During that ultimate legal showdown between George W. Bush and Al Gore, when every single vote mattered, a Democratic lawyer argued in a memorandum to the Gore team that the validity of absentee ballots arriving after Election Day should be challenged. He had the law on his side in that particular instance — but not the politics.

As soon as the Republicans got hold of that memo, they realized that it was explosive. Why? Many of the late ballots the Democrats aimed to invalidate in Florida had been sent by military voters, and the idea of discarding the votes of service personnel was repellent to all Americans. Former Secretary of State James Baker, who was overseeing the Florida recount for Bush, swiftly denounced the Democratic plot against the soldiers, saying: "Here we have ... these brave young men and women serving us overseas. And the postmark on their ballot is one day late. And you're going to deny him the right to vote?"

Never mind the grammar; Baker's message was powerful — and was followed by equally indignant messages in the following days from a parade of prominent Bush backers including retired Gen. Norman Schwarzkopf, the immensely popular commander of U.S. troops in the Desert Storm invasion that drove Saddam Hussein's army out of Kuwait. Fortuitously, Schwarzkopf happened to be on the scene as a resident of Florida.

As Jeffrey Toobin recounted in Too Close to Call, his superb book on the Florida 2000 fiasco, the Democrats had no choice but to retreat. "I would give the benefit of the doubt to ballots coming in from military personnel," conceded then-Sen. Joseph Lieberman, Gore's running mate, during a defensive appearance on Meet the Press. But Toobin says Gore soon realized that to reject military ballots would render him unable to serve as commander in chief — and that it would be morally wrong.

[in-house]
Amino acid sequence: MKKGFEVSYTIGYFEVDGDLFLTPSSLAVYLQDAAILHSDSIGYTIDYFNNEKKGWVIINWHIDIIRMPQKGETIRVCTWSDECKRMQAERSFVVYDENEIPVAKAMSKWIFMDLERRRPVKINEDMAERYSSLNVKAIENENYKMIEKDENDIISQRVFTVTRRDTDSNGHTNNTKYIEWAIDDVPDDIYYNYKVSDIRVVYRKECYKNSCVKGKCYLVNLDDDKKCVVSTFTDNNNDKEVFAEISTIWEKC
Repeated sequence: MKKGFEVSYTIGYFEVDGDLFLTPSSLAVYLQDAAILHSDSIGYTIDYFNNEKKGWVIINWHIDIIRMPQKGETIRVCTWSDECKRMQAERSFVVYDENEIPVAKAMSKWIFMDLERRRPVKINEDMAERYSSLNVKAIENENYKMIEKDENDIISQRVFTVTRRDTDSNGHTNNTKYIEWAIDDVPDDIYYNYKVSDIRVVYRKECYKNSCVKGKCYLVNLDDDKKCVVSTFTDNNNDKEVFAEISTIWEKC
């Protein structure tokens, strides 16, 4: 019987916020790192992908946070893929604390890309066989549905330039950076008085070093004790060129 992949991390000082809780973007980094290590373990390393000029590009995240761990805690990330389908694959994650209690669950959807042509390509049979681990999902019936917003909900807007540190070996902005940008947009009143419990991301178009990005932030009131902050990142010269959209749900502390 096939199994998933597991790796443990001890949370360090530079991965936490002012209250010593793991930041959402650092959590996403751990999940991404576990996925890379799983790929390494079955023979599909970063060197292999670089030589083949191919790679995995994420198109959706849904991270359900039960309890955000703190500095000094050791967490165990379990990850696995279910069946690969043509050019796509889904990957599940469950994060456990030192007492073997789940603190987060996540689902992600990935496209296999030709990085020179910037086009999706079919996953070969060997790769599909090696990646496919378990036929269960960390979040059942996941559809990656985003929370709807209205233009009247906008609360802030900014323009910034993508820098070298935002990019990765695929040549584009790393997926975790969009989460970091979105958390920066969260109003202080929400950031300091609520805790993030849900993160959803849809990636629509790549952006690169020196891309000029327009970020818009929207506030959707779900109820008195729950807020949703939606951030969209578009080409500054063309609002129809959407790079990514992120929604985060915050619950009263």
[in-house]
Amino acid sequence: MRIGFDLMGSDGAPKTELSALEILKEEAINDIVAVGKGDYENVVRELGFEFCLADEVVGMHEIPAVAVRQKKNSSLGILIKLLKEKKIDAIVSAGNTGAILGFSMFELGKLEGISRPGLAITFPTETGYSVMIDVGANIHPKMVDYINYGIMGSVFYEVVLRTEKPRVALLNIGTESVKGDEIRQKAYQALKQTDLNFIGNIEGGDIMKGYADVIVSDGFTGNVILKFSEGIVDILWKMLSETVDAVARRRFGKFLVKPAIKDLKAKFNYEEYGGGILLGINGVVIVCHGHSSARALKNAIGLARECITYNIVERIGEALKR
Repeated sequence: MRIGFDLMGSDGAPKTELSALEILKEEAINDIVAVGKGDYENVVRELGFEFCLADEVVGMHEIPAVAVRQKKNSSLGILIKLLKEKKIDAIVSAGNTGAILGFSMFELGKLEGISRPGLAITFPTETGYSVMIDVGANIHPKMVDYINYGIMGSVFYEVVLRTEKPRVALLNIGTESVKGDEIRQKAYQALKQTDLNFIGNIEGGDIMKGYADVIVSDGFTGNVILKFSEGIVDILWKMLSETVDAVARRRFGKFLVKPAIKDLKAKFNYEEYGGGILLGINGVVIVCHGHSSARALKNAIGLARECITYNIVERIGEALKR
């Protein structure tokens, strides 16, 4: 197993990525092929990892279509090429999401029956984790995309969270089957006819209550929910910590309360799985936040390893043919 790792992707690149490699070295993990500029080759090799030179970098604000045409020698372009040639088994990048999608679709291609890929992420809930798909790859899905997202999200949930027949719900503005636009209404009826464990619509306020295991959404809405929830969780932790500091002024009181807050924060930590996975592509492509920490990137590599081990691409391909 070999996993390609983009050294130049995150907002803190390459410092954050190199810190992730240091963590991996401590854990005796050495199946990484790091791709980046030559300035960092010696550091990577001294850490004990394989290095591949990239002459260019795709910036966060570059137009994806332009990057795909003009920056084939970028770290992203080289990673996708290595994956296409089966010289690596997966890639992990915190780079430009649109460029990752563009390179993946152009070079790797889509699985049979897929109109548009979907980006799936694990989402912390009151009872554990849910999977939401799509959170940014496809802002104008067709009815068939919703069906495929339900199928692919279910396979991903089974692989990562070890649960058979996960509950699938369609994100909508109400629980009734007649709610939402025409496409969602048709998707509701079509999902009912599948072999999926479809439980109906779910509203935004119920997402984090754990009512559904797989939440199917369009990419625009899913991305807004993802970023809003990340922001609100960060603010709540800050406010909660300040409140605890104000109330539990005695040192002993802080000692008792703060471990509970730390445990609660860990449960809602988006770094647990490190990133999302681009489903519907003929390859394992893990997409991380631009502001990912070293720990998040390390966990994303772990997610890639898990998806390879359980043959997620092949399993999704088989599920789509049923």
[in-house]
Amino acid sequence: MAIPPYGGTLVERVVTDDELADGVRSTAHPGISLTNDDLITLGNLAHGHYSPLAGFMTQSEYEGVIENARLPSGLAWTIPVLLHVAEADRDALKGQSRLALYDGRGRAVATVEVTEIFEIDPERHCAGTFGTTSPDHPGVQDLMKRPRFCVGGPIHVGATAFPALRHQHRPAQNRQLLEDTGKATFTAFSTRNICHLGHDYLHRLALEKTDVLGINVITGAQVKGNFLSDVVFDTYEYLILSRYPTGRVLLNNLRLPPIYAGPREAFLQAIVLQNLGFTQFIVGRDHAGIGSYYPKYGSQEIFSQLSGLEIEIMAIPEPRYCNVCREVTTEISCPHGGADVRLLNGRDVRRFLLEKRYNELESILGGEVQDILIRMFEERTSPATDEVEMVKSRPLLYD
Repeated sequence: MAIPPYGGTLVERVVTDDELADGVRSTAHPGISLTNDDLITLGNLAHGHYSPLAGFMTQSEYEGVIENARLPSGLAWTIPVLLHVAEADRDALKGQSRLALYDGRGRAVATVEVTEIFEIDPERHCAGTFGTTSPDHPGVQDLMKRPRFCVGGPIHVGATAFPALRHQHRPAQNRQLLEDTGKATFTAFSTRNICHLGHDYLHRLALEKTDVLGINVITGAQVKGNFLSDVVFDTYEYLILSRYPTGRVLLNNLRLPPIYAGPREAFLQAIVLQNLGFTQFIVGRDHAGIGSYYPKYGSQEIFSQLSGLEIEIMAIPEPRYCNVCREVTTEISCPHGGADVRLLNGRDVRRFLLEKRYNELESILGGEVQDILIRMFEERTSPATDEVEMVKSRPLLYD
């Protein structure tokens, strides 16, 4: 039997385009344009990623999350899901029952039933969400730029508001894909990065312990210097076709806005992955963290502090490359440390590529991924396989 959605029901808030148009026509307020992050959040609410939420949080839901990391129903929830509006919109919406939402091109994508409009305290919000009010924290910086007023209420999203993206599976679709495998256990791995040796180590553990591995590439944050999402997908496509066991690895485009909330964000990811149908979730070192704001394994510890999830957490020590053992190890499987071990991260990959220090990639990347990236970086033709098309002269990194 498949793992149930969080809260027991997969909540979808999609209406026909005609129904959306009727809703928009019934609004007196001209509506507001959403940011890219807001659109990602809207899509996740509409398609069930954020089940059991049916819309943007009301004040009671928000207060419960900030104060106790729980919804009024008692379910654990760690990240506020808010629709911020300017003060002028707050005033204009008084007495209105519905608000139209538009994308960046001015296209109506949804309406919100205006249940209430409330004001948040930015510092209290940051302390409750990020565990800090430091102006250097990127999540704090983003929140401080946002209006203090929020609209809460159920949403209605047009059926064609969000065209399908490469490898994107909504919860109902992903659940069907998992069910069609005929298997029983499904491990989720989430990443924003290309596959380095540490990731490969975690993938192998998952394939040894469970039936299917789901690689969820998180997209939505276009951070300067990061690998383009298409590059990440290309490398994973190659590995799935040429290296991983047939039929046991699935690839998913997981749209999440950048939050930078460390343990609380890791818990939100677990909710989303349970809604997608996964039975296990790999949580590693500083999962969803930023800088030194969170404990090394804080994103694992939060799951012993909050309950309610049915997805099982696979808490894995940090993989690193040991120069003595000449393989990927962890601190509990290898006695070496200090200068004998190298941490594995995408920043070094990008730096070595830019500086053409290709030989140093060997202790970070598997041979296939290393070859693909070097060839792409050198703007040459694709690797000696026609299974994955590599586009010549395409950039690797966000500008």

Fast-forward to 2020, when many of the same figures on the Republican side are now poised to argue that absentee ballots, which will include many thousands of military votes — should not be counted after Election Day, even if they arrived on time. Among those Republicans is Justice Kavanaugh, who made the opposite argument as a young lawyer working for Bush in Florida 20 years ago. Nobody expects legal consistency or democratic morality from a hack like him, but someone should force him and his Republican colleagues to own this moment of shame.

Who can do that? Joe Biden's campaign and the Democratic Party ought to be exposing the Republican assault on military ballots — and, by the same token, every legally valid absentee ballot — every day. But the Democrats notoriously lack the killer instinct of their partisan rivals, even at a moment of existential crisis like this one.

No, this is clearly a job for the ex-Republicans of the Lincoln Project, who certainly recall what happened in Florida in 2000. They have the attitude and aptitude of political assassins. They surely know how to raise hell over an issue like military votes — and now is the time to exercise those aggressive skills in defense of democracy.

To find out more about Joe Conason and read features by other Creators Syndicate writers and cartoonists, visit the Creators Syndicate website at www.creators.com.